Imagine my excitement when my friend Nikki asked if she could be a guest blogger on Jar Of Salt! A citizen of the world, an ardent traveler and a fellow postcard-writing enthusiast, she shares with us her inspiring trip to the picturesque salt beds of Slovenia.
It’s not everyday that I get an author to share words from the heart on this blog: Nikki Dy-Liacco is the award-winning children’s book author of “The Yellow Paperclip With Bright Purple Spots” (I love it!!!!)
Thank you so much, Nikki, for adding more flavor to the Jar Of Salt!
OF SALT AND SURPRISES | By Nikki Dy-Liacco
I found this line on a jar of salt from Slovenia: Sol je morje, ki ni moglo nazaj na nebo. Salt is the sea that could not return to the sky.
Soon after, I found this line in my head: I found poetry on a salt bed.
Two years later, those lines are begging to be shared. I don’t claim to be a poet but for a writer who can’t write poems, I still need to give these words their rightful space. I knew I found the best place when my friend named her blog Jar of Salt. (Thanks, Cherie!)
Taja, one of my good friends in high school, and I promised a visit to each other’s hometowns one day. Thirteen years after our graduation, I spent a few rainy November days with Taja and her beautiful family in Malija, a small town southwest of the capital Ljubljana, perched on a hill overlooking Slovenia’s 47-kilometer coastline of the Adriatic Sea. When she asked if I wanted to visit a salt bed, I agreed nonchalantly, not knowing what I’d see and not expecting much, but just wanting to get closer to the sea.
Less than an hour’s drive away was the Sečovlje Salina Nature Park, comfortably tucked away between postcard-perfect Piran and the mountains of Croatia. I never thought I’d wax-poetic about salt (well, I never even thought about how salt was made until then!) but the Sečovlje salt-pans left such an impression on me that two years later, I still find myself reminiscing about that gray autumn afternoon. And rightly so because it wasn’t just any salt-pan:
At Sečovlje Salina Nature Park, the past and present still walk hand in hand. The ancient method of salt-making, learnt ages ago by the Piran salt-workers from their teachers, the salters from Pag Island, is still something special, even in the entire Mediterranean.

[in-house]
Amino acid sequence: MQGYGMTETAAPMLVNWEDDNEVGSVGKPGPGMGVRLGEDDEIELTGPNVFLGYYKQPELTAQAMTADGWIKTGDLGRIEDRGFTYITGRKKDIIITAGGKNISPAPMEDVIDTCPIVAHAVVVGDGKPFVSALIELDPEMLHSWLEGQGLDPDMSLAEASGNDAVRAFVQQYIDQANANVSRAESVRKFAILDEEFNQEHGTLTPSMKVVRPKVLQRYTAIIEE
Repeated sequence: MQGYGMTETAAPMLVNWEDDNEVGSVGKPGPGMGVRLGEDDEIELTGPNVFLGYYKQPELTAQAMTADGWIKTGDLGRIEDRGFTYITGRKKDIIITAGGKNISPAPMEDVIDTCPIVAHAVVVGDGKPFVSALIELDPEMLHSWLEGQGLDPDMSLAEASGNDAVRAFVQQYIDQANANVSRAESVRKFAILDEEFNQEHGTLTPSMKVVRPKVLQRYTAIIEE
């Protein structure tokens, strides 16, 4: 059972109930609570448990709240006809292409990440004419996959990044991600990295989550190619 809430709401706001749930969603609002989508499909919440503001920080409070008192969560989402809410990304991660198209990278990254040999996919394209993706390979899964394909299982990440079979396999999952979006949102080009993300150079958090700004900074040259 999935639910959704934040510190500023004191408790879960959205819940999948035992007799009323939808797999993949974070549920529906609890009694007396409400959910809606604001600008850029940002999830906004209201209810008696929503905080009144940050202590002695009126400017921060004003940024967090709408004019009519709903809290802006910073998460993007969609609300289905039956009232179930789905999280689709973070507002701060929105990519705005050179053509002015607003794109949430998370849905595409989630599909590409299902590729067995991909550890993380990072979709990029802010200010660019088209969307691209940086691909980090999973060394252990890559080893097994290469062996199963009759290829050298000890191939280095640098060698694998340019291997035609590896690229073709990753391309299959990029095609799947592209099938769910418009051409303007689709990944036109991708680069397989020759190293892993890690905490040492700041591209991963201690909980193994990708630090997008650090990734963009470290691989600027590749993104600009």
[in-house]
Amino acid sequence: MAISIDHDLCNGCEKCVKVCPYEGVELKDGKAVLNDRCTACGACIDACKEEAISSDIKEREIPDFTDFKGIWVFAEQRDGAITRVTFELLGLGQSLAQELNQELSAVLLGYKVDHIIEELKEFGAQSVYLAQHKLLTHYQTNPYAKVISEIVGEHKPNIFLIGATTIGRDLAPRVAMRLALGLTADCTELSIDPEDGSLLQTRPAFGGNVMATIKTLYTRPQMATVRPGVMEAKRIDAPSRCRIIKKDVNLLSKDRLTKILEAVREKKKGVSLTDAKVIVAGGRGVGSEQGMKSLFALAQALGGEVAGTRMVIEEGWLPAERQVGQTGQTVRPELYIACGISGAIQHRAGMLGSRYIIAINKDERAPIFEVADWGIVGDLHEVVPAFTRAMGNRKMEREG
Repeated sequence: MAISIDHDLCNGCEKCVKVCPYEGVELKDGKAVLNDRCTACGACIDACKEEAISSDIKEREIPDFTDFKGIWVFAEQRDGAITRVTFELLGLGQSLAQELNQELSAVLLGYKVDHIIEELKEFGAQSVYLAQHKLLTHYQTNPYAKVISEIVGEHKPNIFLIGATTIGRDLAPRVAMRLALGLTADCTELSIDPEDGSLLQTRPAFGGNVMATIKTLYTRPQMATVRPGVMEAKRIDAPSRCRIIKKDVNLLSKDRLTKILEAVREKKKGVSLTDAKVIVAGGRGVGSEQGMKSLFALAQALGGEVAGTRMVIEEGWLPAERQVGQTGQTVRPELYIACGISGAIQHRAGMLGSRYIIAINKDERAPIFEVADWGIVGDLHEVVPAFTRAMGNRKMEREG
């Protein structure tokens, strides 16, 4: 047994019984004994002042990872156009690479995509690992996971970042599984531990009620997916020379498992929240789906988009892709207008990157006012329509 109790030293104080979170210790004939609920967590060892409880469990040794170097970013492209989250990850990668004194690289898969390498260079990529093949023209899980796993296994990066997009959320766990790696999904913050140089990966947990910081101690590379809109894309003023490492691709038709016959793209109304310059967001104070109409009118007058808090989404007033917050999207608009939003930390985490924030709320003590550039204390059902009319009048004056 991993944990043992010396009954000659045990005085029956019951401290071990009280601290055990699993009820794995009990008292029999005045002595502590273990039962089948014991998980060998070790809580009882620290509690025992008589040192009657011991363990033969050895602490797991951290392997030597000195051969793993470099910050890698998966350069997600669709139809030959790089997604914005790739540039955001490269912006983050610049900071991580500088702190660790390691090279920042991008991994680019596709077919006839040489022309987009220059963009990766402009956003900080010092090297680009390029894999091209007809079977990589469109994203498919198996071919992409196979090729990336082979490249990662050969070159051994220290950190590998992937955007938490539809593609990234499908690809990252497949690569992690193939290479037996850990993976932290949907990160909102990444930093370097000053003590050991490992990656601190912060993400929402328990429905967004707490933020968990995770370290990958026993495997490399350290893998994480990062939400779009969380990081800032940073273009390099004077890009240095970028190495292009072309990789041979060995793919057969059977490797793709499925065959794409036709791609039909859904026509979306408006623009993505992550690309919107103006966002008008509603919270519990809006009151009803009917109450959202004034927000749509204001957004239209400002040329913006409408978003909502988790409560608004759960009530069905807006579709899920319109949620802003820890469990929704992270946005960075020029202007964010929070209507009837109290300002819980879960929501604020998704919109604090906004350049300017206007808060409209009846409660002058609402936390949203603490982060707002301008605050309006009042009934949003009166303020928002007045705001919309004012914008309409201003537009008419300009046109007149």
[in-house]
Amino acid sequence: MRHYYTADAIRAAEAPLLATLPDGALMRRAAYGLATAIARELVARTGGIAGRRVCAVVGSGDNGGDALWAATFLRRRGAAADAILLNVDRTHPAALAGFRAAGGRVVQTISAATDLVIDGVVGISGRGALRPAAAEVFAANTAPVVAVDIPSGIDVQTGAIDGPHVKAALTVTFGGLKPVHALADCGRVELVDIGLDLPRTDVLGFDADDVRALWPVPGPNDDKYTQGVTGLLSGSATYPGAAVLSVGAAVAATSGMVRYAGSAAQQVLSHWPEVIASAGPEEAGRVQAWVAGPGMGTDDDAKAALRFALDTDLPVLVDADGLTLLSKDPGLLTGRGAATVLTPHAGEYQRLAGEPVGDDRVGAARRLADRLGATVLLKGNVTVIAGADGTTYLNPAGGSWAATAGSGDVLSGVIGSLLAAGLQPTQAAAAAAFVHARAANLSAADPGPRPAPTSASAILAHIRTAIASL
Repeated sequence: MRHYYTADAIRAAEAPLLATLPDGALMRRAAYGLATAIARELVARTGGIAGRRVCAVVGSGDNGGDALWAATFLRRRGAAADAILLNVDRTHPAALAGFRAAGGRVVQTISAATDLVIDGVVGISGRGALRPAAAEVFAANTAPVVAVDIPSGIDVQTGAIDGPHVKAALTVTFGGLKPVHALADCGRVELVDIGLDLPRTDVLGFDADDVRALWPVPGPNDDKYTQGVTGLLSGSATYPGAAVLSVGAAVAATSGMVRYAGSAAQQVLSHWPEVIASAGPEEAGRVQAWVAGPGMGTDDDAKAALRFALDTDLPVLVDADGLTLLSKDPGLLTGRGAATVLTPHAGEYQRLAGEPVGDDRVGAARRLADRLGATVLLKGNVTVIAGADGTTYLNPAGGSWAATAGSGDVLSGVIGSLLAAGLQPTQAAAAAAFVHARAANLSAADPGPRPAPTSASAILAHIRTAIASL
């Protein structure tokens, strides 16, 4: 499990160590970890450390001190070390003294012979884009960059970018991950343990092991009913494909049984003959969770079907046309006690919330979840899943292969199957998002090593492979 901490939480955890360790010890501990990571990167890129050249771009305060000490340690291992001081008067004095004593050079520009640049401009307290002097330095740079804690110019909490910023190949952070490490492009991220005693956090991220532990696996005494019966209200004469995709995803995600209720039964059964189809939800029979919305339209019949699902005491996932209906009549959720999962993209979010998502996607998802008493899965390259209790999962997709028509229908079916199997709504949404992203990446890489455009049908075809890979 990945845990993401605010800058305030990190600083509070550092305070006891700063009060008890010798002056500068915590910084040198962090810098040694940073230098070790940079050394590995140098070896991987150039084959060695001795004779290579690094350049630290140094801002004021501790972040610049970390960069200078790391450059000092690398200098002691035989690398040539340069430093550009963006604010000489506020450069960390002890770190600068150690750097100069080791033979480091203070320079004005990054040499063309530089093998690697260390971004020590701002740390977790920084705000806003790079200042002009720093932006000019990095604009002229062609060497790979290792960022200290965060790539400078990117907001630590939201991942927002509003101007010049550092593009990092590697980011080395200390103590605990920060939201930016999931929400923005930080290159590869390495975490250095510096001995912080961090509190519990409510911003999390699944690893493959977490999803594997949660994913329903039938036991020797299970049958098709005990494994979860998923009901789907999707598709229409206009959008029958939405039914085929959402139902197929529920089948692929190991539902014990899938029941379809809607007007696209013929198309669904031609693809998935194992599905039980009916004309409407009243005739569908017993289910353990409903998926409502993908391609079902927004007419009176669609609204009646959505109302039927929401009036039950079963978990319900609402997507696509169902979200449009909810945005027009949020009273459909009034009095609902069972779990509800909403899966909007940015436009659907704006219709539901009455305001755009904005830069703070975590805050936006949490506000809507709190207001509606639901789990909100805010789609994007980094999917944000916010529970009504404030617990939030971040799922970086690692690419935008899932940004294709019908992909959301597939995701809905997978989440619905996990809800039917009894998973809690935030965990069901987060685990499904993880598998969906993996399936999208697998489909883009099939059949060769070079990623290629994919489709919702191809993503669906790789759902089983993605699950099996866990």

Not only that the traditional manual gathering of salt in salt fields is a special feature of the cultural heritage of the Mediterranean Slovenia, but it also provides for conditions that enable conservation of the most significant natural heritage of the Sečovlje Salina. According to the available written records, the Sečovlje salt-pans are more than 700 years old, and even much older according to some other sources. Once upon a time, salt-pans were quite common along the mouths of the rivers in the Gulf of Trieste and Istria.
It was a weekday and we had the whole park to ourselves. The light drizzle and gray skies added to the surreal sense of wonder I felt walking along the Park. Can one really find poetry on a salt bed? I believe so.
Was it because I stood where centuries of salt-workers spent their days and nights in manual labor? Much hard work takes place before salt reaches our table; many had to (and continue to) prepare the salt-pans, line the basins with mineral-rich petola, harvest the crystals, and haul tons of salt onto wooden wagons.
Or was it because I was amazed at how pretty and colorful salt crystals can be? The Museum of Salt-Making showcased comparative study of salts from around the world: pink from the Himalayas; black from Hawai’I; yellow from Africa; and a brilliant white from Sečovlje, created purely by the sun, wind, sea, and the work of the salt-pan workers.
Could it be the flora and fauna? I loved seeing several white egrets gallantly wading through the basins and the flurry of wildflowers growing along the banks of the salt-pans, slightly softening the grids extending across 650 hectares of the Park.
Or maybe it was the fine taste of fleur de sel, tickling my tongue and elevating the endorphin boost from the dark chocolate? As one of the more expensive salts used by chefs and foodies, I learned that the “flower of salt” is the thin, topmost layer scraped off from the salt bed.
Or perhaps it was the element of surprise: who would have thought salt could be so endearing and memorable? Spending the afternoon walking through artisan salt-pans on the northernmost part of the Adriatic Sea is one of my most favorite travel memories.
Yes, the sense of wonder (and yes, as cheesy as it sounds, the sense of poetry) was from all of that and more. I’m glad I found a way to somehow capture and bottle up the experience in a Jar of Salt.
Nikki wishes she met Cherie two years earlier so she could have bought her a jar of Piranske Soline salt from Slovenia to add to her collection. She also wishes she has more time to blog and to try writing poems (though not necessarily about salt).